"Reading scores are going up," said Gulf Trace K-1 teacher Audrey D'Amico. "Let's try what works in a different area."

Gulf Trace 4-5 teacher Sandra Rivera was sold before visiting a single classroom.

"I think it's really going to motivate the kids to learn math," Rivera said. "Right now we have about 70 percent who are motivated, but the remaining 30 percent, the minute you mention the word math, they turn off. These kids are really going to be targeted."

The classroom visits pushed the visiting teachers' interest to even higher levels.

They watched with amazement as the students challenged themselves to perform tougher, more in-depth math skills which seemed more like games than class work. They snagged copies of lesson plans, supply lists and other items they can use to put the concept in play, perhaps even before the end of this year.

Chasco assistant principal Judy Cosh urged the teachers to observe Valentine's classroom as well as others.

Valentine has nearly perfected the system over several years and this year has seen great gains. When the year began, 37 percent of her students were at grade level. By year's end, 94 percent were there, with 67 percent of the class at the equivalent of Level 5 on the FCAT.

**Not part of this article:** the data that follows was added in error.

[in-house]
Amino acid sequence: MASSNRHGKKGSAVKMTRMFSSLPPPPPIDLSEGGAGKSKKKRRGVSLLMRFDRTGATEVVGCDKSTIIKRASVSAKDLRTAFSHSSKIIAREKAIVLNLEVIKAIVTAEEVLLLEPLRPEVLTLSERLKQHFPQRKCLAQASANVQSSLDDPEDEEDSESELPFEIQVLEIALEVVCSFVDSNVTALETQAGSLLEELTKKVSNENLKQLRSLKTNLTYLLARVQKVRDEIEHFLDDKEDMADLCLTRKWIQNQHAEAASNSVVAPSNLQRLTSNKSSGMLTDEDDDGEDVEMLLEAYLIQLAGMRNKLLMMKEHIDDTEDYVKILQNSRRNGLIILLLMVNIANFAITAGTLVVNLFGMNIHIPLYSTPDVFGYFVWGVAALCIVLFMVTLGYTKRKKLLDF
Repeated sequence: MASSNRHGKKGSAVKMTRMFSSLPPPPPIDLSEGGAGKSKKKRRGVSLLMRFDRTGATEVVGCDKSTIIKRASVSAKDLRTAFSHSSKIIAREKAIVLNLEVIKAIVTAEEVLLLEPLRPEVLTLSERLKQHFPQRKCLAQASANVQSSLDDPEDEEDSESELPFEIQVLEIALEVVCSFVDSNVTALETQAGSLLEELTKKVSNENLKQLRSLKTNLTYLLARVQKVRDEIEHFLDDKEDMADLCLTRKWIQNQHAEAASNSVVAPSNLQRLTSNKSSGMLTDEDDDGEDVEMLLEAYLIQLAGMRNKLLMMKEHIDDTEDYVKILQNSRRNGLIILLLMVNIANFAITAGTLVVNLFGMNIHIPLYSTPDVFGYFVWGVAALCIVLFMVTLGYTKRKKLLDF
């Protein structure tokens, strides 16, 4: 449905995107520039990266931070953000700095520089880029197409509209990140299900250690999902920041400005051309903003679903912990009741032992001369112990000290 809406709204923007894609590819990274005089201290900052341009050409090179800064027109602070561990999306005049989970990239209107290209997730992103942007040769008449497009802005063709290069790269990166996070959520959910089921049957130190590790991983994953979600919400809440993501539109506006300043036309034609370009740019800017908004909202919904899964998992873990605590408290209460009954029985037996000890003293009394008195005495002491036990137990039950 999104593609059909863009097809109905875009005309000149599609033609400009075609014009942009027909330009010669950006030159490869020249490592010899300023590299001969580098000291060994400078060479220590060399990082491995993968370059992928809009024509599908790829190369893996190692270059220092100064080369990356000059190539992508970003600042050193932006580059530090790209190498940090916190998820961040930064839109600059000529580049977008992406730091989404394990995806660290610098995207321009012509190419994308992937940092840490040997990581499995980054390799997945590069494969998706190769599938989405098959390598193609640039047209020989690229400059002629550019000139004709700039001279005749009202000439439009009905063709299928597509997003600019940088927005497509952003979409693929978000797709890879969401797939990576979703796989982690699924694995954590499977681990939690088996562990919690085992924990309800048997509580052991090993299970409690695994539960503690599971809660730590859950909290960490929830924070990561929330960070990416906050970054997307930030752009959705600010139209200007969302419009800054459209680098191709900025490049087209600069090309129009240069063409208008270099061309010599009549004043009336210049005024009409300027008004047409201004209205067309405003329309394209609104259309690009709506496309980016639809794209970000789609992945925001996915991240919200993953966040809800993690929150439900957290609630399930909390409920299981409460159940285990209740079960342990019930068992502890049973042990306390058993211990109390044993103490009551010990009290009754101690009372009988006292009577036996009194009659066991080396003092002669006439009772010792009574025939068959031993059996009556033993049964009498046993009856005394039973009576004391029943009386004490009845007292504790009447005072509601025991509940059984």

"Variation is so key," Cosh said. "You have to do what is right for you and your students."

Jumping in too fast can lead to chaos, disappointment and an abandoned practice, not because it doesn't work but because you can't control it.

"Find what will work for you," Cosh stressed.

Chasco third-grade teacher Jomary Schulz agreed. She said it took her a couple of years to feel comfortable using the method, which she learned from Valentine.

Now, she feels like a pro. And her student gains show it, too.

At the start of this year, none of Schulz's 17 students were at grade level in math. By the end of the year, 71 percent of them were at grade level or above.

"The kids are engaged. They love it," she said. "They keep each other on track. … They're learning the content before it's ever taught … so we can dig deeper into the concepts."

Valentine developed her system after seeing that group instruction wasn't reaching all of the students. She admitted that the daily small-group math instruction does make for more work, as she must create more variety of lessons for the different achievement levels of her students.

"It makes me have to stay very organized and on top of things," she said. "But I feel like in the past I was kind of penalizing children" by forcing them to sit through a lecture, whether they already understood the material or not. "If you know something, why am I going to teach it to you?"

The kids' response validated the effort though, both in their strong scores and their attitude.